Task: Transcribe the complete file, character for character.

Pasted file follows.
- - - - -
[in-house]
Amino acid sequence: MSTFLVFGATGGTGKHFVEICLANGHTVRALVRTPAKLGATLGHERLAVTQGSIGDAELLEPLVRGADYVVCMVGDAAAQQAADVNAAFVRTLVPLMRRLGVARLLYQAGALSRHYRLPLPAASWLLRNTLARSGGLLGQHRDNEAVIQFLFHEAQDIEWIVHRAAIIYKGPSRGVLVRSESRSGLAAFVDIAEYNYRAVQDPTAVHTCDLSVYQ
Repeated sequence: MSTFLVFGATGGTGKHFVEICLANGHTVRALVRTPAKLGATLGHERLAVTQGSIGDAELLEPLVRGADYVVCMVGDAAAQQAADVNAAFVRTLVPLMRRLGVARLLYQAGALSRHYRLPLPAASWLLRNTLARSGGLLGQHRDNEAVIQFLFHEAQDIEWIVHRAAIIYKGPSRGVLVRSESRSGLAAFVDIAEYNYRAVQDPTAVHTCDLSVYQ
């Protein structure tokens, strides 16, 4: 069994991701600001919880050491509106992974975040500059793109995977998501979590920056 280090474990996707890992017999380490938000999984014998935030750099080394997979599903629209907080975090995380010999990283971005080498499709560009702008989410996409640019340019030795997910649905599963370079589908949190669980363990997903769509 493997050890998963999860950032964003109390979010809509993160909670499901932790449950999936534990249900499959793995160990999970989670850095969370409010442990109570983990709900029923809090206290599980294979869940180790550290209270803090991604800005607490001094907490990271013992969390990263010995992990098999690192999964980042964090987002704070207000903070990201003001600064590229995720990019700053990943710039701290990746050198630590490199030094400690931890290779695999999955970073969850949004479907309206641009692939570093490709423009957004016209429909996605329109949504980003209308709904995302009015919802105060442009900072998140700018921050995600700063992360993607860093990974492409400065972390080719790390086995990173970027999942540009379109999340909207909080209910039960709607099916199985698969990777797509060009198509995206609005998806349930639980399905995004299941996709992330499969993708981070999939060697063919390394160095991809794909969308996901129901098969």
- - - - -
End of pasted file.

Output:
[in-house]
Amino acid sequence: MSTFLVFGATGGTGKHFVEICLANGHTVRALVRTPAKLGATLGHERLAVTQGSIGDAELLEPLVRGADYVVCMVGDAAAQQAADVNAAFVRTLVPLMRRLGVARLLYQAGALSRHYRLPLPAASWLLRNTLARSGGLLGQHRDNEAVIQFLFHEAQDIEWIVHRAAIIYKGPSRGVLVRSESRSGLAAFVDIAEYNYRAVQDPTAVHTCDLSVYQ
Repeated sequence: MSTFLVFGATGGTGKHFVEICLANGHTVRALVRTPAKLGATLGHERLAVTQGSIGDAELLEPLVRGADYVVCMVGDAAAQQAADVNAAFVRTLVPLMRRLGVARLLYQAGALSRHYRLPLPAASWLLRNTLARSGGLLGQHRDNEAVIQFLFHEAQDIEWIVHRAAIIYKGPSRGVLVRSESRSGLAAFVDIAEYNYRAVQDPTAVHTCDLSVYQ
């Protein structure tokens, strides 16, 4: 069994991701600001919880050491509106992974975040500059793109995977998501979590920056 280090474990996707890992017999380490938000999984014998935030750099080394997979599903629209907080975090995380010999990283971005080498499709560009702008989410996409640019340019030795997910649905599963370079589908949190669980363990997903769509 493997050890998963999860950032964003109390979010809509993160909670499901932790449950999936534990249900499959793995160990999970989670850095969370409010442990109570983990709900029923809090206290599980294979869940180790550290209270803090991604800005607490001094907490990271013992969390990263010995992990098999690192999964980042964090987002704070207000903070990201003001600064590229995720990019700053990943710039701290990746050198630590490199030094400690931890290779695999999955970073969850949004479907309206641009692939570093490709423009957004016209429909996605329109949504980003209308709904995302009015919802105060442009900072998140700018921050995600700063992360993607860093990974492409400065972390080719790390086995990173970027999942540009379109999340909207909080209910039960709607099916199985698969990777797509060009198509995206609005998806349930639980399905995004299941996709992330499969993708981070999939060697063919390394160095991809794909969308996901129901098969």